The identify psychological, emotional, behavioral, or organizational issues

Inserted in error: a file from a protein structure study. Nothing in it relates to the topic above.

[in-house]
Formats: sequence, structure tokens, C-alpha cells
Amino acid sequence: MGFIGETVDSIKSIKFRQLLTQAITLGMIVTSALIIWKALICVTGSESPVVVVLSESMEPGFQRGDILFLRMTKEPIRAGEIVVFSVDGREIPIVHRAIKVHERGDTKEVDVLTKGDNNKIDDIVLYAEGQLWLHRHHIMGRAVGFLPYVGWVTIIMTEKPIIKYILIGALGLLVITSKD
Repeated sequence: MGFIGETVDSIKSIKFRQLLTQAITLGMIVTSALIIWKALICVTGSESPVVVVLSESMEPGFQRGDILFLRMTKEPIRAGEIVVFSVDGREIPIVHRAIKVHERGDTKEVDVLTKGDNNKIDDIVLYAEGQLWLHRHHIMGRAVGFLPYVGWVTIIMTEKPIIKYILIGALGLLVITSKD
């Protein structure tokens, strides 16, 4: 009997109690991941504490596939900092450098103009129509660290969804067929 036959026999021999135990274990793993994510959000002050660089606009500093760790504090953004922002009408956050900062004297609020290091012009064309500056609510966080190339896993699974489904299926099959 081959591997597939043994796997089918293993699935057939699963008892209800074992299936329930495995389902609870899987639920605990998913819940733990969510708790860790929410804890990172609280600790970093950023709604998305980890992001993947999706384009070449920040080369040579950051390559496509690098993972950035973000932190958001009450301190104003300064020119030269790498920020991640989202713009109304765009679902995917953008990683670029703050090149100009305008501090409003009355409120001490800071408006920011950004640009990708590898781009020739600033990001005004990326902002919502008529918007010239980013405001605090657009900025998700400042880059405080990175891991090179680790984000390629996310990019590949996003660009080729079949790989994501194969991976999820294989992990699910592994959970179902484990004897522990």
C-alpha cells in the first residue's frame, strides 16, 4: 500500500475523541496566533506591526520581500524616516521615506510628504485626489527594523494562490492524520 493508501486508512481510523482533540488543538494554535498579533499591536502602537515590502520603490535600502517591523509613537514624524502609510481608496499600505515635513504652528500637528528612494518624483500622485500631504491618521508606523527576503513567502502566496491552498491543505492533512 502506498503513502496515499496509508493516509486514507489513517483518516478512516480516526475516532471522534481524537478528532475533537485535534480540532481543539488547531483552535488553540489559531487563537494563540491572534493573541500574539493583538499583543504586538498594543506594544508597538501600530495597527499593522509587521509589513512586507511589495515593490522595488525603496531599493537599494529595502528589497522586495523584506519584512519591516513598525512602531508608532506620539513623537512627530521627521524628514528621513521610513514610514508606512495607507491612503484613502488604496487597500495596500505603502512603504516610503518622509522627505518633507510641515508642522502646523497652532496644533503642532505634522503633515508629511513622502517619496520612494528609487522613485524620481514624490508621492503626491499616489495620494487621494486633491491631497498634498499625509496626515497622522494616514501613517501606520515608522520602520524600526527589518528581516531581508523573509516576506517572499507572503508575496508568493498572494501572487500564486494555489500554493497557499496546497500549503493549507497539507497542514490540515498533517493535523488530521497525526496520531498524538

The profession of psychology is about the study of the human mind, including all of its functions, most notably those affecting behavior in a given context. Psychologists help a wide variety of people and can treat many kinds of problems. Study of the mind and behavior dates back to the ancient civilizations. People can work in the psychology field with various degree levels, but those who want to practice individually need advanced schooling. The work environment for psychologists is within private practice most often. The median annual salary for psychologists is approximately $84,968. The study of psychology gives individuals a broad range of skills that range from both the arts and science and open up opportunities with a variety of employers. Psychologists must possess a doctoral degree in order to observe, interpret, and support people mentally, emotionally, and socially. Psychologists scientifically study human behavior and brain function. Neuroscience is commonly mistaken for psychology, but neuroscience is the study of the nervous system. The need for both neuroscience and psychology has been debated in the past. People feel that students could learn everything they need to know about psychology by just studying neuroscience, because you cannot have a mind without a nervous system. However, psychology analyzes the mind and behavior which cannot be fully grasped by studying the nervous system alone. Psychologists analyze and explain thoughts, emotions, feelings, and behavior. They use procedures such as observation, assessment, and experimentation to create theories about the beliefs and feelings that impact people of any age.  Psychologists also collect information and classify behavior with controlled laboratory experiments, psychoanalysis, or psychotherapy. They also conduct personality, performance, aptitude, or intelligence tests by looking for patterns of behavior or relationships between milestones and downfalls, and they use this information when testing theories in their research or when treating patients. It is known that psychologists ask an inordinate amount of questions; they ask questions to detect depression, suicidal thoughts, causes of downfalls, threats, and how the patient has previously coped with these problems. They must identify psychological, emotional, behavioral, or organizational issues and diagnose disorders before they can begin suggested ways to help. Figuring out if the patient has suffered from depression before, if they have ever been suicidal, and if they have ever been through a life-scaring experience. Behavioral patterns are essential to record; psychologists must figure out what they need to do to stop bad patterns and cycles for their patients.  Being open and flexible is an overlooked aspect of how to deal with patients. Society today is no longer a place where people automatically listen to the educated adults they are dealing with. Psychologists need to develop new, inventive solutions to help their patients, but make them realistic and comfortable for their specific lifestyle. There needs to be a balance of going outside of the box in their approach, and staying within their comfort zone. Another large factor of psychology is writing articles, research papers, and reports to share findings and educate others. Assisting patients through their problems and prescribing medication for diagnoses like depression are large aspects as well. Humans cannot physically see the processes such as thoughts, memories, dreams and perceptions, however, it is what makes the practice ongoing and theorized. Literally speaking, the brain is a certain amount of grey matter encased by the skull that controls thoughts, cognition, emotions, memories, dreams, perceptions, etc. but there is an entire world of study dedicated to what man cannot see, psychology. Although study of the mind and behavior dates back to the ancient civilizations, the first psychology laboratory was opened by Wilhelm Wundt in 1879. There have been many people that have completely changed the world of psychology including Sigmund Freud, Carl Jung, B.F Skinner, and many more.  Through 1883 to 1892: the first American psychology laboratory was established, the first titling of “professor of psychology” was given to James McKeen Cattell, and the American Psychological Association (APA) was founded. Functionalism, Psychoanalysis, and Structuralism were all founded in 1896, as well as the first psychology clinic. Functionalism focuses on the functions and acts of the mind instead of its internal capacity. Psychoanalysis was an influential therapy created by Sigmund Freud. His approach for psychoanalysis claims that people are motivated by dominant, spontaneous conflicts and drives. Sigmund Freud was an Austrian psychologist and philosopher that is known as the founder of psychology. Freud’s theories were very advanced for his time. (1856 – 1939) Many of his theories and techniques that helped psychology are still believed and used today. Sigmund also introduced his theory of psychoanalysis in The Interpretation of Dreams. This was the first of twenty-four books he wrote delving into such topics as the unconscious, techniques of free association, and sexuality as a controlling force in psychology of humans. Structuralism is the outlook that all mental background can be understood as a sequence of simple elements or events. Other topics and theories in psychology explored throughout history include; Behaviorism, The Child’s Conception of the World, The Neurotic Personality of Our Time, The Behavior of Organisms, The Psychoanalytic Treatment of Children, Epilepsy and the Functional Anatomy, The Nature of Prejudice, Biopsychology, Psychopharmacology, Humanistic Psychology, Syntactic Structures, and, The Selfish Gene. Many people throughout history influenced what psychology is today as it continues to grow and expand. Going into psychology after high school requires many educational milestones in college and licenses. Students must earn one of the following: bachelor’s, master’s, or doctoral degree. An undergraduate degree in psychology will not open up the opportunities that a master’s or doctoral degree can, however, there are many different career branches a student can go to after the four years including: sales representatives, advertising agents, psychiatric technicians, career counselors, probation and parole officer, writers, market researchers, child care workers, laboratory assistants, social service specialists, and teachers. A master’s degree in psychology is a graduate-level degree that typically is two to three years more years of study after an undergraduate degree. The two most common types of master’s degrees in psychology are the Master of Arts (M.A.) and the Master of Science (M.S.). Although students have more opportunities with a master’s degree in the field of psychology than they would with only an undergraduate degree, there are more limited career options in this profession. A master’s opens up career paths including: mental health, industrial-organizational psychology, and forensic psychology, and employment in colleges, universities, private business, and government. Lastly, a doctoral degree in this profession takes four to seven years after the undergraduate degree. This degree provides the largest guarantee  of opportunity and success for the student. Also, the required degree for license is typically a PsyD (Doctor of Psychology) or PhD (Doctor of Philosophy in Psychology), where the choice of degree will determine whether the career goal is in practice (PsyD) or research (PhD). The major difference between the two branches of this profession is the amount of priority placed on practical work. The Psy.D. is a clinical degree that comprises of practical work background as well as exams rather than a interminable dissertation. A Ph.D. is a research degree that involves extensive exams and a dissertation of an original research study. Licenses vary by the employee’s specific type of position and by state , but all psychologists must be licensed where they work. Typically, clinical and counseling psychologists are required to have an internship, a doctorate in psychology, and at least one to two years of professional experience. The Examination for Professional Practice in Psychology must also be passed. People can work in the psychology field with various degree levels, but those who want to practice individually need advanced schooling.